CIG Symposium June 8 & 9 2023: Registration is now open!


Link to the CIG Symposium website

This event focuses on the striking capacity to self-organise that is intrinsic to all living matter. How does such biological order emerge from chaos? Through the 2023 CIG Symposium “Emergence of Order Across Biological Scales” we will explore and discuss the most recent discoveries about how life is structured across scales, from molecules to cells and all the way to organisms and whole populations.

Link to the online registration form 

4 short talks (15mn + 5mn for questions) are scheduled. Speakers will be selected from the pool of submitted abstracts.
!!! to submit an abstract, sign in after registration and upload it by April 30, 2023 !!!

Link to the program

Trends Pharmacol Sci.: co-auth.: W.Wahli

Trends Pharmacol Sci. 2023 May 13;S0165-6147(23)00087-1. doi: 10.1016/ 

Striking a gut-liver balance for the antidiabetic effects of metformin

Emma Barroso 1Marta Montori-Grau 1Walter Wahli 2Xavier Palomer 1Manuel Vázquez-Carrera 3


Metformin is the most prescribed drug for the treatment of type 2 diabetes mellitus (T2DM), but its mechanism of action has not yet been completely elucidated. Classically, the liver has been considered the major site of action of metformin. However, over the past few years, advances have unveiled the gut as an additional important target of metformin, which contributes to its glucose-lowering effect through new mechanisms of action. A better understanding of the mechanistic details of metformin action in the gut and the liver and its relevance in patients remains the challenge of present and future research and may impact drug development for the treatment of T2DM. Here, we offer a critical analysis of the current status of metformin-driven multiorgan glucose-lowering effects.

Epigenetics Chromatin.: auth.: group Reymond

Epigenetics Chromatin. 2023 May 19;16(1):19. doi: 10.1186/s13072-023-00493-8.

Premature ovarian insufficiency is associated with global alterations in the regulatory landscape and gene expression in balanced X-autosome translocations

Adriana Di-Battista # 1 2Bianca Pereira Favilla # 1Malú Zamariolli 1Natália Nunes 1Alexandre Defelicibus 3Lucia Armelin-Correa 4Israel Tojal da Silva 3Alexandre Reymond # 2Mariana Moyses-Oliveira # 1 5Maria Isabel Melaragno # 6


Background: Patients with balanced X-autosome translocations and premature ovarian insufficiency (POI) constitute an interesting paradigm to study the effect of chromosome repositioning. Their breakpoints are clustered within cytobands Xq13-Xq21, 80% of them in Xq21, and usually, no gene disruption can be associated with POI phenotype. As deletions within Xq21 do not cause POI, and since different breakpoints and translocations with different autosomes lead to this same gonadal phenotype, a “position effect” is hypothesized as a possible mechanism underlying POI pathogenesis.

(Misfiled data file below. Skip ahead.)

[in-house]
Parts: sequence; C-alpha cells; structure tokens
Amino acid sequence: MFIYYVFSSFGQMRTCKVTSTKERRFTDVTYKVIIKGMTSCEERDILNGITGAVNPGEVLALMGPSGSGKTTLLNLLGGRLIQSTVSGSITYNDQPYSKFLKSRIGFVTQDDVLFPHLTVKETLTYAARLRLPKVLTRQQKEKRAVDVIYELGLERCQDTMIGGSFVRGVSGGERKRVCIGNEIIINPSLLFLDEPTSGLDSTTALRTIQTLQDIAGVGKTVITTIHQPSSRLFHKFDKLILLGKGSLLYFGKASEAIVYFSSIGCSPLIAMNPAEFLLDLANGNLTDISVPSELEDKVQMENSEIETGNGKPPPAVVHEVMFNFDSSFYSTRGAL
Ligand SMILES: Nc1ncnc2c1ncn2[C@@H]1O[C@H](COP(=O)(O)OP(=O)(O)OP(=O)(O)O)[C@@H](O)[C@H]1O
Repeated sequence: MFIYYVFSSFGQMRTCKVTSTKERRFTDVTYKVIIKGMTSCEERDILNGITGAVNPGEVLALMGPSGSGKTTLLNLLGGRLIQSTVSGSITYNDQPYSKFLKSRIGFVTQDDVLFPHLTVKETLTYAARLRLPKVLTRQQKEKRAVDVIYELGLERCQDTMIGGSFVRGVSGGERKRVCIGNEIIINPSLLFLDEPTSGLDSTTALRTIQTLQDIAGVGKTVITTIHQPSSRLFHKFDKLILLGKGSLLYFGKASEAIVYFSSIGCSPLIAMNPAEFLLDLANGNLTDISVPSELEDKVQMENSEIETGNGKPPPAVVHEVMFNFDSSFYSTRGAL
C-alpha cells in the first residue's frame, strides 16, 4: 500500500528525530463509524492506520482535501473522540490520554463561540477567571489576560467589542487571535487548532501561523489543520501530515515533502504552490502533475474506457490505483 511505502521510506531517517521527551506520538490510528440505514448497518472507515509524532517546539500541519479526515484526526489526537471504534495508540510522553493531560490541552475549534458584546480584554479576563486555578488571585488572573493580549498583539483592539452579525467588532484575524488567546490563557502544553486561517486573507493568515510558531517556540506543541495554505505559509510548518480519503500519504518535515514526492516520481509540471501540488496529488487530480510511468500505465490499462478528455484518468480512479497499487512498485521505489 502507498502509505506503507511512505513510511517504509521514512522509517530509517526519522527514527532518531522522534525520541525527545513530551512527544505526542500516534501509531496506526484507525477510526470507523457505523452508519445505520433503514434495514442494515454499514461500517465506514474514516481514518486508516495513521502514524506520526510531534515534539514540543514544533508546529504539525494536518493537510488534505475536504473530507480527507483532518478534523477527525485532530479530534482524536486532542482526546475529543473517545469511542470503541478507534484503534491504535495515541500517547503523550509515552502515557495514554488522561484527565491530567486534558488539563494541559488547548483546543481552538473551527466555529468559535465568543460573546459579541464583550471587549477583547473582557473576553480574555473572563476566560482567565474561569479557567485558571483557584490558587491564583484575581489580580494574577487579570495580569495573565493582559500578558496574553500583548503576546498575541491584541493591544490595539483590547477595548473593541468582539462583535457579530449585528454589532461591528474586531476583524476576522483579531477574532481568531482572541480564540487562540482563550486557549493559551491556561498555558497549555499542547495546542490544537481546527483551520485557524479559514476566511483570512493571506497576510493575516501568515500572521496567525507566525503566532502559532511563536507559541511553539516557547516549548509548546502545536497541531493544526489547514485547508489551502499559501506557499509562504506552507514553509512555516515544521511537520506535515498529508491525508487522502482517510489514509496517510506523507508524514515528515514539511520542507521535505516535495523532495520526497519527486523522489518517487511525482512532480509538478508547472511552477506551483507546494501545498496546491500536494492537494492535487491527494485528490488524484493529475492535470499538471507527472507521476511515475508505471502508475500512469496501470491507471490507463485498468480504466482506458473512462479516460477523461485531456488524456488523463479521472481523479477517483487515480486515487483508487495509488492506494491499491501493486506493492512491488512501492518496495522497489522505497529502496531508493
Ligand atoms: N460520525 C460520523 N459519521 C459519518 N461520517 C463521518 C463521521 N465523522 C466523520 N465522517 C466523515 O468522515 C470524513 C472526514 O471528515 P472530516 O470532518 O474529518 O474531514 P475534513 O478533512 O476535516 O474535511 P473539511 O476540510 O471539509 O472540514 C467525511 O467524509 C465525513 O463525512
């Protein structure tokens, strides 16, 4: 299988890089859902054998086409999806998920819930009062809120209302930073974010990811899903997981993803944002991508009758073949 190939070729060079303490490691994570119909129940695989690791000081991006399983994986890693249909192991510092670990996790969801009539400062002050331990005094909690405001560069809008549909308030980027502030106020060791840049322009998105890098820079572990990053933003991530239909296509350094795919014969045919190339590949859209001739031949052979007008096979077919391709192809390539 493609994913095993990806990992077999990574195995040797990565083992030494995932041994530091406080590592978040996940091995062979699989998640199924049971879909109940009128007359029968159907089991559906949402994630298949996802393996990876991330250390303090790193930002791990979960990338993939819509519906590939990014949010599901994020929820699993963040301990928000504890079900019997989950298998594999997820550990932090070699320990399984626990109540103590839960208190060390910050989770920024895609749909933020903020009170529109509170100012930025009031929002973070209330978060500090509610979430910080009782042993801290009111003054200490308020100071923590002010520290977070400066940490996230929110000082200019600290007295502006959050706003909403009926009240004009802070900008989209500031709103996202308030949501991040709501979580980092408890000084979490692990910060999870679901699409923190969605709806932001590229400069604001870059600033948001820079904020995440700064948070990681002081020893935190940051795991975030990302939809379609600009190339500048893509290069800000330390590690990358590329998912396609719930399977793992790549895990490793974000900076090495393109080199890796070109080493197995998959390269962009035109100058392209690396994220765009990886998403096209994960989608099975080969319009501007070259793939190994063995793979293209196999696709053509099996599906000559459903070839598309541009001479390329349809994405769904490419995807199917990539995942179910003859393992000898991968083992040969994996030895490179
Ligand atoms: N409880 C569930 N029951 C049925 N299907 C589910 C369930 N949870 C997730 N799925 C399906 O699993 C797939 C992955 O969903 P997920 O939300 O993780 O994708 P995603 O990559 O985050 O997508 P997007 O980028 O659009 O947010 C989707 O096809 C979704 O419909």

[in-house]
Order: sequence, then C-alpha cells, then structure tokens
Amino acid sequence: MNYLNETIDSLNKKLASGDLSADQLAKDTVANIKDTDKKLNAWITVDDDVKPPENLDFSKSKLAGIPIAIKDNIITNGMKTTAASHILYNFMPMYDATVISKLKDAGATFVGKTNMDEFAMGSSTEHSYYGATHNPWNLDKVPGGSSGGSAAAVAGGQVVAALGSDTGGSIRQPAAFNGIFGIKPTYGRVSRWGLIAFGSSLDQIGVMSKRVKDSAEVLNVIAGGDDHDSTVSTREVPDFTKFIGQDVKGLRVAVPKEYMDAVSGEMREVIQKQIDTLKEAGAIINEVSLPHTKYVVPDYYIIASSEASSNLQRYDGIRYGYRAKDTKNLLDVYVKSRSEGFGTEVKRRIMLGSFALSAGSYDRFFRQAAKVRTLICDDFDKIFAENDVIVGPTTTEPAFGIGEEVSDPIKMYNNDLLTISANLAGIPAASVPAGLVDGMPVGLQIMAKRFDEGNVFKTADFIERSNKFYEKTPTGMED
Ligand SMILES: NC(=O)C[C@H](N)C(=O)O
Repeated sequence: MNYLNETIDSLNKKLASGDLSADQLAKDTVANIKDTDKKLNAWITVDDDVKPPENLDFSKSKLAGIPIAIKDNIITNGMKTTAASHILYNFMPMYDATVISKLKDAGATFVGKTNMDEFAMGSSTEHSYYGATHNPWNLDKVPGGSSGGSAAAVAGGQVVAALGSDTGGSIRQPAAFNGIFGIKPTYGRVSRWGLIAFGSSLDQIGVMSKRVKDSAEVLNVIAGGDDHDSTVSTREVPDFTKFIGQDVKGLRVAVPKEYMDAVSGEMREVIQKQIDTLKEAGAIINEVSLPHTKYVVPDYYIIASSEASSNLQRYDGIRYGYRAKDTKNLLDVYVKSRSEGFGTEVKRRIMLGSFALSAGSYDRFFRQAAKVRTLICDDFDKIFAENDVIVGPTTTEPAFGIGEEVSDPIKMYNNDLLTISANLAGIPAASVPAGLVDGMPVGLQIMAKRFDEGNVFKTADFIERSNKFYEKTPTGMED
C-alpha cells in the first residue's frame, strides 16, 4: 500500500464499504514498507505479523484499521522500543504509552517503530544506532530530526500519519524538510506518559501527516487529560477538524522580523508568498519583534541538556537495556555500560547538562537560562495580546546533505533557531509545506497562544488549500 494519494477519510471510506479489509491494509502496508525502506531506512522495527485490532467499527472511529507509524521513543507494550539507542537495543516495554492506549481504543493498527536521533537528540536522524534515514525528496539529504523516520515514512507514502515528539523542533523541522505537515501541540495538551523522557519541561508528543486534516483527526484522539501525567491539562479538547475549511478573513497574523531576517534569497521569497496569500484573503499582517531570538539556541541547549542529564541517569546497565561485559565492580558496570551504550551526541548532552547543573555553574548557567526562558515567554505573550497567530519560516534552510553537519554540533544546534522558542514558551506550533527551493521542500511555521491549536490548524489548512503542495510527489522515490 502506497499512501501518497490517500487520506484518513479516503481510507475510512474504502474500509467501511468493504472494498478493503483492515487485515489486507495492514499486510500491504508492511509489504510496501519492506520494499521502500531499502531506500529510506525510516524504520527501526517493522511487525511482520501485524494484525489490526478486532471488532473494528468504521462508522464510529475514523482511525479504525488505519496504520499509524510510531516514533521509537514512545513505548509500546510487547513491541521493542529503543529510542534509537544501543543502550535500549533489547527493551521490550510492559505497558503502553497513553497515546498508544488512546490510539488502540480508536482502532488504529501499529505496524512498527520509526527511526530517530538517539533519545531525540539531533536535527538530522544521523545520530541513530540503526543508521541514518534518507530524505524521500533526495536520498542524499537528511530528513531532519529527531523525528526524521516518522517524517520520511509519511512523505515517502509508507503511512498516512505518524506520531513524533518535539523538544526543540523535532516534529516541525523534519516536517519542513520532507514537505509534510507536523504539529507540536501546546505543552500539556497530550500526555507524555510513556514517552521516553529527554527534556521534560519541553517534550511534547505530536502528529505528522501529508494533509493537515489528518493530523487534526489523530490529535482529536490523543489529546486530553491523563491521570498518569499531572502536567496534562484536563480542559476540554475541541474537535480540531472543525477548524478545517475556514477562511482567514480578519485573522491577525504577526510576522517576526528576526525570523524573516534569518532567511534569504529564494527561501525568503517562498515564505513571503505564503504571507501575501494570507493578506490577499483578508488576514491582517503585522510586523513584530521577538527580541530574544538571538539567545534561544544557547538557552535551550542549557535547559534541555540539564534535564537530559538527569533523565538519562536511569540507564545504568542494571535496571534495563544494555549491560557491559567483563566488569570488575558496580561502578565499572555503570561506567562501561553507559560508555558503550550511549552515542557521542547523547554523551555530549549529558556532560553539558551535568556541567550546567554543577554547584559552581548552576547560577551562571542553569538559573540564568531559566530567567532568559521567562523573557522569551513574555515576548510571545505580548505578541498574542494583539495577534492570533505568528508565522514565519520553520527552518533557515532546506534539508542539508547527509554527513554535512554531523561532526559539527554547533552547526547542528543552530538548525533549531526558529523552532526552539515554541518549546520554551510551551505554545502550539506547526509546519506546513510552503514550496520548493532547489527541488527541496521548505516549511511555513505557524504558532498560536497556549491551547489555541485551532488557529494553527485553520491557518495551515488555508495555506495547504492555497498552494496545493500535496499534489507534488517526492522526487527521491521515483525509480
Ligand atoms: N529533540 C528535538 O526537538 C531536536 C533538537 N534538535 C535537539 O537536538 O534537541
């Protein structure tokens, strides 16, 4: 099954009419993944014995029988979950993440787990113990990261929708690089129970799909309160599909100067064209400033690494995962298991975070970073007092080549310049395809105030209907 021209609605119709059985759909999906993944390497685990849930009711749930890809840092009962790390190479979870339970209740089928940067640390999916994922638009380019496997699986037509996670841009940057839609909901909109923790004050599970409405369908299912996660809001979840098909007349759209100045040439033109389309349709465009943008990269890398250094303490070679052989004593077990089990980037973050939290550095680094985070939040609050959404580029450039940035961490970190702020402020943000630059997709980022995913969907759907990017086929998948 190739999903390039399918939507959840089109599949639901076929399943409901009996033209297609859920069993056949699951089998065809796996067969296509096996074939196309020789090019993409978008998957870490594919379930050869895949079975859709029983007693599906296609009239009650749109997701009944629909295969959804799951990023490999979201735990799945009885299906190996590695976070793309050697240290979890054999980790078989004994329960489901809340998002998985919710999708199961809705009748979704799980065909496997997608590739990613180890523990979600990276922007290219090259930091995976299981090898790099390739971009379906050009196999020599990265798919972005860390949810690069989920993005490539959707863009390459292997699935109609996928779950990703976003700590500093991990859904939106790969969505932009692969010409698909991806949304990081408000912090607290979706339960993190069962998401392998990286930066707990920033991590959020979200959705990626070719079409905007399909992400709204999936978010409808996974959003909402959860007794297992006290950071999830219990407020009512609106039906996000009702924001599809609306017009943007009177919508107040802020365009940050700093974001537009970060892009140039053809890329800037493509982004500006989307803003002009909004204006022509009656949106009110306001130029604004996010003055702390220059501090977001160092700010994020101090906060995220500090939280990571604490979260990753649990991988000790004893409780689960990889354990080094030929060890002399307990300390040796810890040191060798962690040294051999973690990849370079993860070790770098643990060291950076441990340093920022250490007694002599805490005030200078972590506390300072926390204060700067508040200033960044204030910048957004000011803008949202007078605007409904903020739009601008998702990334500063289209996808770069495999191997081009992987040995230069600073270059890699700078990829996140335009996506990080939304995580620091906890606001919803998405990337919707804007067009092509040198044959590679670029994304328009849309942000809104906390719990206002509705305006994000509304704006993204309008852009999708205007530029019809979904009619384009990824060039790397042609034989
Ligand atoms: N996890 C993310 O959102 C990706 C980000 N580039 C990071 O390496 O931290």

Objective and methods: To study the effect of the balanced X-autosome translocations that result in POI, we fine-mapped the breakpoints in six patients with POI and balanced X-autosome translocations and addressed gene expression and chromatin accessibility changes in four of them.

Results: We observed differential expression in 85 coding genes, associated with protein regulation, multicellular regulation, integrin signaling, and immune response pathways, and 120 differential peaks for the three interrogated histone marks, most of which were mapped in high-activity chromatin state regions. The integrative analysis between transcriptome and chromatin data pointed to 12 peaks mapped less than 2 Mb from 11 differentially expressed genes in genomic regions not related to the patients’ chromosomal rearrangement, suggesting that translocations have broad effects on the chromatin structure.

Conclusion: Since a wide impact on gene regulation was observed in patients, our results observed in this study support the hypothesis of position effect as a pathogenic mechanism for premature ovarian insufficiency associated with X-autosome translocations. This work emphasizes the relevance of chromatin changes in structural variation, since it advances our knowledge of the impact of perturbations in the regulatory landscape within interphase nuclei, resulting in the position effect pathogenicity.

Keywords: Chromatin structure; Position effect; RNA sequencing; X-autosome translocation.